Category Archives: How To

Digital Images – Digital Darkroom – Part two

Earlier this week I started this series by looking at my digital photography workflow as applied to image acquisition (taking the picture). Today I’m going to look at what I do with the image in my mobile photo studio, my iPad Darkroom, if you will.

I’ve got the image, now what?
Taking the photo is just the starting point. Once you have a neat image, you can easily make it stronger by carefully applying modern digital darkroom techniques.

In my case, I shoot on a Digital SLR (Panasonic Lumix FZ-30), or a Canon Powershot Point-and-shoot.

On the FZ-30, I shoot RAW+jpg, which potentially gives me the most digital information to work with in the digital darkroom. The Canon gives me .jpg so I have to take what I can get.

I say potentially because currently, only a few apps support (or are planning to support) RAW. Editing a .jpg is adequate, but not optimal.
Continue reading Digital Images – Digital Darkroom – Part two

Digital Images – Digital Darkroom – Part One

5286394416_4b497d05c5.jpg

Something about working on the iPad to edit and share my images reminds me of the fun I had with the wet-film-paper workflow that used to be the norm in film-based darkrooms.

For me, the act of capturing the image with a camera is only one part, the first part, of the creative process.

What to shoot?
Sure, without the initial image, all the cool darkroom tricks are meaningless — take a picture of a white sheet of paper and see how cool it looks with a sepia filter applied, or a Hipster grain. Interesting subject matter is essential.
Continue reading Digital Images – Digital Darkroom – Part One

Keeping your holiday photos safe

fz50.jpgThe holiday season is upon us, which means that we’ll be enjoying time spent with family and friends. Many of us will grab our handy camera-enabled data phones and snap priceless shots that we’ll want to share, and keep for posterity.

But that’s where the tech can get a bit tricky. Sure, we’ve tried sharing to our various Facebook, Flickr and Picasa accounts, but what about the ‘saving for posterity’ part.

Photos in the Cloud
Well, two of those three services mentioned above are a great start. Here’s the four that I’ve seen and used that will offer solid photo service over the holidays and into the future:

  • Flickr offers a Pro level account (about $25 per year for unlimited photo and video storage) that will keep all your photos online and available. Free gives you unlimited storage, but only your most recent 200 photos are viewable. Online image editing provided by Picnik.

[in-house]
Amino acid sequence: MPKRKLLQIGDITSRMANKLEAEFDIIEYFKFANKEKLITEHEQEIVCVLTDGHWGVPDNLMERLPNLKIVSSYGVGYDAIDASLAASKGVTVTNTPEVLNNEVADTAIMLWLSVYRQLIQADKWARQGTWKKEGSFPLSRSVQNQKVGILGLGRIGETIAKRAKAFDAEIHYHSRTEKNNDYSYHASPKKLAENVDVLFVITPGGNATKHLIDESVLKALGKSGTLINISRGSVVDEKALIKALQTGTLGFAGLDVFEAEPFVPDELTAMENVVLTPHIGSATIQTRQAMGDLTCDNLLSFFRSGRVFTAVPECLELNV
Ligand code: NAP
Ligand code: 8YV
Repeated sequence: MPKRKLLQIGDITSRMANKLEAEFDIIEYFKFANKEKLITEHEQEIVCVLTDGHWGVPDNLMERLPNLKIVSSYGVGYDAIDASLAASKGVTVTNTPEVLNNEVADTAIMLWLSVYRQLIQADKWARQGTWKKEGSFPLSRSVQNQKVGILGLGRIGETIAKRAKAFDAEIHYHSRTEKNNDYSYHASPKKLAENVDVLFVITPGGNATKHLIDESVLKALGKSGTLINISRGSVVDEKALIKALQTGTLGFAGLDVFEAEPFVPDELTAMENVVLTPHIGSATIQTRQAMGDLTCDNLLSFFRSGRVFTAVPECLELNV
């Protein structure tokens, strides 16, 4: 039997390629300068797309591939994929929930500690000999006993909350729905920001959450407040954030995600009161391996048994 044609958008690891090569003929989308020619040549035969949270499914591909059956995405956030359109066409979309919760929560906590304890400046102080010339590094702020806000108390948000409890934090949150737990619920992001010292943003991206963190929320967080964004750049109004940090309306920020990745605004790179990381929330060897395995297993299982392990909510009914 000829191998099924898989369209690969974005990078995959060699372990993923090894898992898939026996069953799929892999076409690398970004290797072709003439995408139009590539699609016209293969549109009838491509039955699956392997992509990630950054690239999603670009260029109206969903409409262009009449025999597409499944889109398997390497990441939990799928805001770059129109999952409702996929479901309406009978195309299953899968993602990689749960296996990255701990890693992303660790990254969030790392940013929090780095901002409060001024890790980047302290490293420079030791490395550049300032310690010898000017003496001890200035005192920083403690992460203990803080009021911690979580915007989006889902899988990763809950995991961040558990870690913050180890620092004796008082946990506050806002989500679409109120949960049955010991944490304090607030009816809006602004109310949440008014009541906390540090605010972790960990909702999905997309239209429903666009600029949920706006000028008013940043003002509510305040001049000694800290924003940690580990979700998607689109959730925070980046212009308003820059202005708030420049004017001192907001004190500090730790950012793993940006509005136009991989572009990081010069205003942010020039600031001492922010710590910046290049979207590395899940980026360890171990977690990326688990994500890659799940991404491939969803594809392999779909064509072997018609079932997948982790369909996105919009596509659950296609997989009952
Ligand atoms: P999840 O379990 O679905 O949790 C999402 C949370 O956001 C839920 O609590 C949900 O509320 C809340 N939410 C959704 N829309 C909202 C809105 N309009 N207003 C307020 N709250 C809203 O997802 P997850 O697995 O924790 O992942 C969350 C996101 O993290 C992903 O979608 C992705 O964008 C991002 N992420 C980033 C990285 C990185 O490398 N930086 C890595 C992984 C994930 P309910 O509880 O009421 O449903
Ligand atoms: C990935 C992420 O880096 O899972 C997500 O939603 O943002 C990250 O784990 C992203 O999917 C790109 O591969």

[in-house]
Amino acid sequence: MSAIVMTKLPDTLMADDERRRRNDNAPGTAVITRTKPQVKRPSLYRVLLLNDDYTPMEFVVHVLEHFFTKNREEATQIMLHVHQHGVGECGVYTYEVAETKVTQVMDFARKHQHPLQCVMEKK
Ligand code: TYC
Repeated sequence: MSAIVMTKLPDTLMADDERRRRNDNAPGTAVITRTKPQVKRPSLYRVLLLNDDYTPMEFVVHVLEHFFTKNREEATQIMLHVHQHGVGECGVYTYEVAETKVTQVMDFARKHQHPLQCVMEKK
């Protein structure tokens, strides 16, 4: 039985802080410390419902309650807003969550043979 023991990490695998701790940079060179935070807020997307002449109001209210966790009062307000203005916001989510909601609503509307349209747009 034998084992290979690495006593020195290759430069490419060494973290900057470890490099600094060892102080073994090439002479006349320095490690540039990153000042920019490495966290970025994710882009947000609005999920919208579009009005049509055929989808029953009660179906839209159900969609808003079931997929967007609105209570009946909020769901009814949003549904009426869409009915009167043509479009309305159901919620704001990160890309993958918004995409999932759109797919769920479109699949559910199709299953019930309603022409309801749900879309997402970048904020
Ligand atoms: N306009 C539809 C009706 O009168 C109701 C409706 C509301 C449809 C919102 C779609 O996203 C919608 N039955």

• Picasa has a free account that offers 1GB of free photo storage and basic image editing tools.
  • SmugMug is pricier, offers three levels of service, and is geared toward the more serious photographer.
  • Adobe Photoshop Express gives you access to basic online photo editing and organization tools, and 2GB of free photo storage. Additional storage space can be purchased annually.

flickr.jpg

So, what’s so great about storing your photos online anyway?

  1. Backup — you don’t have to worry about keeping your images safe; the service you’re using does that.
  2. Sharing — easy to embed the images into blogs, email and twitter messages. Each photo usually has a public URL that’s sharable (or private, if that’s your thing).
  3. Printing — a few of the services are offering partnerships with professional printing labs which lets you produce photobooks, custom prints etc.
  4. Integration — some of the more popular services are already integrated into your iPhone camera applications (such as Instragram). Push a button and your latest shot is uploaded to the service, ready for you to edit and share.

Local storage?
Yep, you can keep your photos on your own computer, but you do run risks should your computer crash or worse. I do keep the majority of my images at home, stored on a network attached storage device that’s got two drives, one a mirror of the other. So if one should die, I’ve got a copy of my data on the other.

Also, I backup my photos weekly, and move the backup drive to an offsite location for even greater safety. Yeah, a housefire would ruin a lot of things, but I know my photos and other important data would be safe.

Your needs?
It depends. Take a solid think about what you plan to do with your photos, how you want to share them, and how important they are to you (can you afford to lose them?). I’ve likely given you some ideas to try and experiment with as we head into the holidays. I’d love to hear what you’ve tried and how it worked (or didn’t).
[ad#Future Shop Attribution Footer]